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Biologists win wind power prize

Martin Green and Jens Rydell, researchers at the Department of Biology, Lund University, are awarded The Wind Power Prize in Skåne 2017. They win the prize for their research regarding how bats and birds are affected by wind turbines.
Jens Rydell and Martin Green.
Jens Rydell and Martin Green. Photo: Sune Broman and Inger Ekström

Behind the prize is The Academy of Wind Power in Skåne. The Academy is part of a federation of 33 local municipalities in the southern region of Skåne, Sweden. The motivation from the jury reads:

”Wind power is surrounded by feelings, prejudice and generalisations. Therefore it is of utmost importance with serious research so that the planning of wind power is based on knowledge and a balanced discussion. For many years and with great dedication and commitment Martin Green and Jens Rydell have studied the effect of wind turbines on birds and bats. In an objective, valuable and successful way they have spread their knowledge via videos, lectures, articles and referral reports.”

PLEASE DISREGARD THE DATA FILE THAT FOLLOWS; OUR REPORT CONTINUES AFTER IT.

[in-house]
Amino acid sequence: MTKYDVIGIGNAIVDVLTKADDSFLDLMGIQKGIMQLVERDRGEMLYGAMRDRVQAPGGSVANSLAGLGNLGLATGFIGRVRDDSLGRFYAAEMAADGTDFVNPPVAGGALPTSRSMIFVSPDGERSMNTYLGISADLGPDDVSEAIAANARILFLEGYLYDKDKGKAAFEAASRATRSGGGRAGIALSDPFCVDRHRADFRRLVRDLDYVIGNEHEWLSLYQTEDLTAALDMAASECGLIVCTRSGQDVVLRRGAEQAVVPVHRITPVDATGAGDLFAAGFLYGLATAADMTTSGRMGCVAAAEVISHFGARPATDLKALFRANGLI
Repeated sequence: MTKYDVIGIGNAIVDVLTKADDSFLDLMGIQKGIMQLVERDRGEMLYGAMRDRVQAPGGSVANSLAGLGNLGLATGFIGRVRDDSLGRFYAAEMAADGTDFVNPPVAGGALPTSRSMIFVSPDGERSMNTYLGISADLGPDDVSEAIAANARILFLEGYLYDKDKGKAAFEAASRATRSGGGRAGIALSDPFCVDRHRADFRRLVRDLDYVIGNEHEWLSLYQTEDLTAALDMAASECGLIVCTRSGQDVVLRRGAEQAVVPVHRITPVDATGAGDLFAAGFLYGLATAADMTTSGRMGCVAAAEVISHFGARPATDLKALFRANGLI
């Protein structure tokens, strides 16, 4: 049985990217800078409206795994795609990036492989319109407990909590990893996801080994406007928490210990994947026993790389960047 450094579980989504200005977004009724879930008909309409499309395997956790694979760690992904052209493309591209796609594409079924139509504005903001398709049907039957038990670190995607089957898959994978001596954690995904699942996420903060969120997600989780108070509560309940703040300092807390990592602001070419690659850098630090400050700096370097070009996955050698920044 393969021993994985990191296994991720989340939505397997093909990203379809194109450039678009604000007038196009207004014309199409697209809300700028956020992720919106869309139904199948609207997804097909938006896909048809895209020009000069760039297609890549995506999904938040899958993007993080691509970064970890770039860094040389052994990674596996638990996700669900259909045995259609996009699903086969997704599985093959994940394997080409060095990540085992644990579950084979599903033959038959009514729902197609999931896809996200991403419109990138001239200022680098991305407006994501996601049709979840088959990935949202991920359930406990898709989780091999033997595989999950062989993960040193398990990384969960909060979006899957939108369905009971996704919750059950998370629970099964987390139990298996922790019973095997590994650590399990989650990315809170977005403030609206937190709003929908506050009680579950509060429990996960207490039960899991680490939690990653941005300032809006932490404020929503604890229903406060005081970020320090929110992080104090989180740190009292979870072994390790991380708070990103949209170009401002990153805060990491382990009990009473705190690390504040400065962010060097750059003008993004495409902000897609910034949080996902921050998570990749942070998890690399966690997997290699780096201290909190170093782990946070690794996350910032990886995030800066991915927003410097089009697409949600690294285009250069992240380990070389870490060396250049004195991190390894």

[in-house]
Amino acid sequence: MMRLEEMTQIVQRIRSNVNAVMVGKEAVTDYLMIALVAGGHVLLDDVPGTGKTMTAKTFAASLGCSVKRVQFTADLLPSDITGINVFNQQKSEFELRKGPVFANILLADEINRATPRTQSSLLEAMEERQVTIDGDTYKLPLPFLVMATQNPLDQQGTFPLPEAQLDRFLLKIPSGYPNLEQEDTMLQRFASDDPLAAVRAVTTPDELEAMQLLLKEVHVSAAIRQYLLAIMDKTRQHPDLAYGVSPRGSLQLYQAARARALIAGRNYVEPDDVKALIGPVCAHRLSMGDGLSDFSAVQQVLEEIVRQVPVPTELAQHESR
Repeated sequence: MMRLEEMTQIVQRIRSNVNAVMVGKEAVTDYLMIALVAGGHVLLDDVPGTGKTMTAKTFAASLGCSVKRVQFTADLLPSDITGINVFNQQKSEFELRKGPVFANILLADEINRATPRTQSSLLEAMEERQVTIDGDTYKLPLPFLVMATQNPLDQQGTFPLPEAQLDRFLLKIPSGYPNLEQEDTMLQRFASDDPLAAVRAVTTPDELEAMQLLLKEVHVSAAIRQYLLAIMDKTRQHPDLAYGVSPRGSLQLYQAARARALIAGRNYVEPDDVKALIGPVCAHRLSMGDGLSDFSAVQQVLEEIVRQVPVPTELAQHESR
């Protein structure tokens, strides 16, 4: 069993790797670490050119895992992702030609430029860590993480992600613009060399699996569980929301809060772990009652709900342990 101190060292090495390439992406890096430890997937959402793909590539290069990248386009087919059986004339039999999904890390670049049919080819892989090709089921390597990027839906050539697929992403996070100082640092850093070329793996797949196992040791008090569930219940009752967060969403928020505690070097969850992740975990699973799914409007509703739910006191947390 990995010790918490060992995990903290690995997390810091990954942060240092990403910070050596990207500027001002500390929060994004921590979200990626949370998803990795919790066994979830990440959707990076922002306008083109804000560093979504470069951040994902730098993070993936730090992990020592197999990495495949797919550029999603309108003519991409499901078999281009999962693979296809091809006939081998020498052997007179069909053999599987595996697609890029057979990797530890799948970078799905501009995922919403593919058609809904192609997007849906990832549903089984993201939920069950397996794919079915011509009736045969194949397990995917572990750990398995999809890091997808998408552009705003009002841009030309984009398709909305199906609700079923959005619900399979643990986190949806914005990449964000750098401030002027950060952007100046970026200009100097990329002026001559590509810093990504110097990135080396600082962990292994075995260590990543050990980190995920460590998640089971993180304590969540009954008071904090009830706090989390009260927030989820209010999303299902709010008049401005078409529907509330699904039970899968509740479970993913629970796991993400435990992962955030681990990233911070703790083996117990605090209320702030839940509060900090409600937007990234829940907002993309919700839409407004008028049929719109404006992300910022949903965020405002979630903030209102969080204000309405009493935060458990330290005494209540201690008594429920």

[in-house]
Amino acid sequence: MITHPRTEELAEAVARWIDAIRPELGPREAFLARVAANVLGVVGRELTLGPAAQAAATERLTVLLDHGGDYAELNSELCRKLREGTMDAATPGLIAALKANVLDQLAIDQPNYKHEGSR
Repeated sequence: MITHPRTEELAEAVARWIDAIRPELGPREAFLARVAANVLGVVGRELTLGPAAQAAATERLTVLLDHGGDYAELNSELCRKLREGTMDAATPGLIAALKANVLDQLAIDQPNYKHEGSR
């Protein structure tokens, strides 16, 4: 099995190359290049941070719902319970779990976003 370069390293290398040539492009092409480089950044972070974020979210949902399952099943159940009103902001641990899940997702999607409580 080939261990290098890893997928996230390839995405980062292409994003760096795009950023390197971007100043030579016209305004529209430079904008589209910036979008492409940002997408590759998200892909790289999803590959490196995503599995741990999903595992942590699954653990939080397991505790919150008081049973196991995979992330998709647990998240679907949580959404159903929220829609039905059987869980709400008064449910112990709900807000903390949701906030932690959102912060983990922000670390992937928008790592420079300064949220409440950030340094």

The two biologists are awarded the prize in competition with eight other nominees.

”The recognition is great, it feels like we biologists contribute and actually change the world a little bit,” says Jens Rydell.

Bats.

Martin Green and Jens Rydell studies the Swedish control programs for wind power plants in use. Their conclusion is that improvements can be made. If the surveys would be better and reach a higher degree of standardization the base for good decisions would be much improved.

Estimations show that each wind turbine kills approximately 10–15 bats per year. The bats are killed by the spinning unit when the hunt insects.

According to Martin Green and Jens Rydell the number of bats killed would be much reduced if the turbines were halted on summer nights when winds are low. The loss of electricity production would be minimal.

Jan Olsson

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